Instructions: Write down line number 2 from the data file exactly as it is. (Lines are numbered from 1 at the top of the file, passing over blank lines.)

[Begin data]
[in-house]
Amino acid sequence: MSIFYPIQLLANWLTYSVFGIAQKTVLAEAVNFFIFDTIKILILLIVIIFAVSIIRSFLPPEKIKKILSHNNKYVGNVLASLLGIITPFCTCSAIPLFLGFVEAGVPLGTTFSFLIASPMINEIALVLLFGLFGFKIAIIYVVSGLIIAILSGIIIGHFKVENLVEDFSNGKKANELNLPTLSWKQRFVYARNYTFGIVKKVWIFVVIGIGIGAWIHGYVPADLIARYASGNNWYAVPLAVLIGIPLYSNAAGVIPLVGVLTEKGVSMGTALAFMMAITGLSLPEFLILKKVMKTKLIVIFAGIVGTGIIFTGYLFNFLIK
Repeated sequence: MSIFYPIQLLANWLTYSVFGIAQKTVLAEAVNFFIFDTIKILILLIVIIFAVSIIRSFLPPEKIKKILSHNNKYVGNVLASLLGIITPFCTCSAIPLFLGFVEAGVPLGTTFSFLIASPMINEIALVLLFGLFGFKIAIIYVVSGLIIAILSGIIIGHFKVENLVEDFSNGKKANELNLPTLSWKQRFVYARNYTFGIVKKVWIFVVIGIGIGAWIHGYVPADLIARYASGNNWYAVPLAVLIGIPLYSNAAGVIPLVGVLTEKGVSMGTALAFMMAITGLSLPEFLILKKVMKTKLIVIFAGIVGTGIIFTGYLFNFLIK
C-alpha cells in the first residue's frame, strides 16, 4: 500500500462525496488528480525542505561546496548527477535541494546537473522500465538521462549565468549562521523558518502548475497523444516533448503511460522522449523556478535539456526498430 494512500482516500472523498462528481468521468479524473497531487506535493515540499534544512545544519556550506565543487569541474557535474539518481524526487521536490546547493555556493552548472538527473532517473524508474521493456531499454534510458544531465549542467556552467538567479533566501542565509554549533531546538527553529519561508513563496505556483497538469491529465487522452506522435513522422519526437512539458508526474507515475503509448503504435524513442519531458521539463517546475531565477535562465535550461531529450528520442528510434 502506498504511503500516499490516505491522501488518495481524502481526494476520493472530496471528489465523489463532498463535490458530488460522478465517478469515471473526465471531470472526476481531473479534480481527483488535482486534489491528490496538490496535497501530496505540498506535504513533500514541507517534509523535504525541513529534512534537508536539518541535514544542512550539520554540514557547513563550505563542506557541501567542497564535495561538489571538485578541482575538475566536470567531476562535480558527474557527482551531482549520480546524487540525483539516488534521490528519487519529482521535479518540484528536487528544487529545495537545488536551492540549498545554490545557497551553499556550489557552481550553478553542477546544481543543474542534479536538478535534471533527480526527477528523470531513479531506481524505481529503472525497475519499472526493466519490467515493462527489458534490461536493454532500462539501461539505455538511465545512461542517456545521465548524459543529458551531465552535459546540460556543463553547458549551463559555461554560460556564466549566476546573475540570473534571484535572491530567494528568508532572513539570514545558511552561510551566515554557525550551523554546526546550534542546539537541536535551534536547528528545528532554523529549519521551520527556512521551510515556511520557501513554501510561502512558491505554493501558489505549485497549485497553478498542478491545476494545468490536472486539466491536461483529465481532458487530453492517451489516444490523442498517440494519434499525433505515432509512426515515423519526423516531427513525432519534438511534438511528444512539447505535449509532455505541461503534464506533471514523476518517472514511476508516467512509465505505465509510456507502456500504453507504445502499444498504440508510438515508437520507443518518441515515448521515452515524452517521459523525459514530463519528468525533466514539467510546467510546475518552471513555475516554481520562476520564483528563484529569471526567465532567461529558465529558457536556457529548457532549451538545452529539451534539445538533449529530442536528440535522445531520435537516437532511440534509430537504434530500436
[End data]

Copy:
Amino acid sequence: MSIFYPIQLLANWLTYSVFGIAQKTVLAEAVNFFIFDTIKILILLIVIIFAVSIIRSFLPPEKIKKILSHNNKYVGNVLASLLGIITPFCTCSAIPLFLGFVEAGVPLGTTFSFLIASPMINEIALVLLFGLFGFKIAIIYVVSGLIIAILSGIIIGHFKVENLVEDFSNGKKANELNLPTLSWKQRFVYARNYTFGIVKKVWIFVVIGIGIGAWIHGYVPADLIARYASGNNWYAVPLAVLIGIPLYSNAAGVIPLVGVLTEKGVSMGTALAFMMAITGLSLPEFLILKKVMKTKLIVIFAGIVGTGIIFTGYLFNFLIK